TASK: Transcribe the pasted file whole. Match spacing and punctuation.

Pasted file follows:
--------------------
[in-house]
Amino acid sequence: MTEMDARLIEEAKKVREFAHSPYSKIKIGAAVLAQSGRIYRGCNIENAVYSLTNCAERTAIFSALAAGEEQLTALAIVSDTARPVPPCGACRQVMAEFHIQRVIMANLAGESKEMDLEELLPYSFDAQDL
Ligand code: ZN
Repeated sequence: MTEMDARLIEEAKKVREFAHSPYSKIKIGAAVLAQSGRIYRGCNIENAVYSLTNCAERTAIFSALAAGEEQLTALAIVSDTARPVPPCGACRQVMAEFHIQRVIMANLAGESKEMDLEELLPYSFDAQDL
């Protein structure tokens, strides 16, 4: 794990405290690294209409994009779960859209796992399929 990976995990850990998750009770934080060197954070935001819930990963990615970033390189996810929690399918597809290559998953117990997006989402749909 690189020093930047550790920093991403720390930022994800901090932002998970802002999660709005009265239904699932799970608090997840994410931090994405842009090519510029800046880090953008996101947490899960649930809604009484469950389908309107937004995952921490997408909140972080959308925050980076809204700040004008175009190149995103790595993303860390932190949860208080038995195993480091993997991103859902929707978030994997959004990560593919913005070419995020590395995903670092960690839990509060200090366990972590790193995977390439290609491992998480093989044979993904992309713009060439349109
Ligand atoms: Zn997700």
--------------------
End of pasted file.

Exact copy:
[in-house]
Amino acid sequence: MTEMDARLIEEAKKVREFAHSPYSKIKIGAAVLAQSGRIYRGCNIENAVYSLTNCAERTAIFSALAAGEEQLTALAIVSDTARPVPPCGACRQVMAEFHIQRVIMANLAGESKEMDLEELLPYSFDAQDL
Ligand code: ZN
Repeated sequence: MTEMDARLIEEAKKVREFAHSPYSKIKIGAAVLAQSGRIYRGCNIENAVYSLTNCAERTAIFSALAAGEEQLTALAIVSDTARPVPPCGACRQVMAEFHIQRVIMANLAGESKEMDLEELLPYSFDAQDL
């Protein structure tokens, strides 16, 4: 794990405290690294209409994009779960859209796992399929 990976995990850990998750009770934080060197954070935001819930990963990615970033390189996810929690399918597809290559998953117990997006989402749909 690189020093930047550790920093991403720390930022994800901090932002998970802002999660709005009265239904699932799970608090997840994410931090994405842009090519510029800046880090953008996101947490899960649930809604009484469950389908309107937004995952921490997408909140972080959308925050980076809204700040004008175009190149995103790595993303860390932190949860208080038995195993480091993997991103859902929707978030994997959004990560593919913005070419995020590395995903670092960690839990509060200090366990972590790193995977390439290609491992998480093989044979993904992309713009060439349109
Ligand atoms: Zn997700």